Netsh interface IPv6 show route
    Use these commands add a route
    Example (netsh interface ipv6 add route ::/0 interface=14)
    netsh interface ipv6 add route ::/0 interface= put in your interface id here such as 14 or 16 or 20
    Reboot your computer  – you should now with any luck at all have an IPv6 address.   You now need to open your network properties in (remember this assumes you do not have an IPv6 compliant wireless router) the Network and Sharing Center and configure a static IPv6 address – Do Not configure a gateway.
    You should be able to go to or to ping
    If you played around too much, you may want to try going to a command prompt as an administrator and resetting your IPv6 route by typing -

    netsh int ipv6 reset
    Reseting Unicast Address, OK!
    Reseting Route, OK!
    Restart the computer to complete this action.

    These steps will be updated as we tweak them out.

AlternateStreamView – View/Copy/Delete NTFS Alternate Data Streams


But what is an Alternate File Stream?

The Dangers of Alternate Data Streams – Files Hidden Inside of other Files

An article I wrote at Brighthub explains what these are.

How can you find them?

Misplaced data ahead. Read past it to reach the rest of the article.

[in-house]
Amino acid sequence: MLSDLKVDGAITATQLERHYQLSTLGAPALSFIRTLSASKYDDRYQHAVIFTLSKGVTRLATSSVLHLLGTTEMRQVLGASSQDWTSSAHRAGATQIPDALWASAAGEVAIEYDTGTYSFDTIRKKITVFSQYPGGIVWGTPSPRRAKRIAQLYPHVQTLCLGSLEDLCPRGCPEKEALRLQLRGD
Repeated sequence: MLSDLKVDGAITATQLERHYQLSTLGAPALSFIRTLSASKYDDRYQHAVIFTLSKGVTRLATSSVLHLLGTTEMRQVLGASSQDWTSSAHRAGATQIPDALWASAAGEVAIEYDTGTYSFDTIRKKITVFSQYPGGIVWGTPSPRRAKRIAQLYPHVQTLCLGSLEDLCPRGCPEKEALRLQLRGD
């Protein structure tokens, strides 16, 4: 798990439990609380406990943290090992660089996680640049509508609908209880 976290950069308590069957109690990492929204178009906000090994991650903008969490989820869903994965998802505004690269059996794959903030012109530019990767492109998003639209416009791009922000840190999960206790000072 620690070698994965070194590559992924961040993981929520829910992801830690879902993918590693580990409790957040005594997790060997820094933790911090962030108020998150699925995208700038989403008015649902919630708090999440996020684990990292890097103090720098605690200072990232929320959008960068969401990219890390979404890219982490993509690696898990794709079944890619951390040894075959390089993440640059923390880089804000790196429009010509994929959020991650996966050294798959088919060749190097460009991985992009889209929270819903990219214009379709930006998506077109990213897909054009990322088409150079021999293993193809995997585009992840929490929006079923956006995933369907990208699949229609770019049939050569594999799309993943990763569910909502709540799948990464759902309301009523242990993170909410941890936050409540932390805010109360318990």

AlternateStreamView is a small utility that allows you to scan your NTFS drive, and find all hidden alternate streams stored in the file system. After scanning and finding the alternate streams, you can extract these streams into the specified folder, delete unwanted streams, or save the streams list into text/html/csv/xml file…..AlternateStreamView – View/Copy/Delete NTFS Alternate Data Streams.

Can Your Digital Images Withstand A Court Challenge? | DFI News

While the transition from film to digital happened with little fanfare, the vastly different steps, processes, limitations, and vulnerabilities involved when creating a digital photograph hasn’t been widely recognized…Can Your Digital Images Withstand A Court Challenge? | DFI News.

ISO/IEC 17025:2005 Accreditation of the Digital Forensics Discipline | DFI News

Over the past several years, digital forensic related training and education has expanded rapidly in both the public and private sectors. Concurrently, many public (and some private) laboratories now routinely examine digital media. An all encompassing definition of the discipline is:

ISO/IEC 17025:2005 Accreditation of the Digital Forensics Discipline | DFI News.

Excellent website (shared by addthis)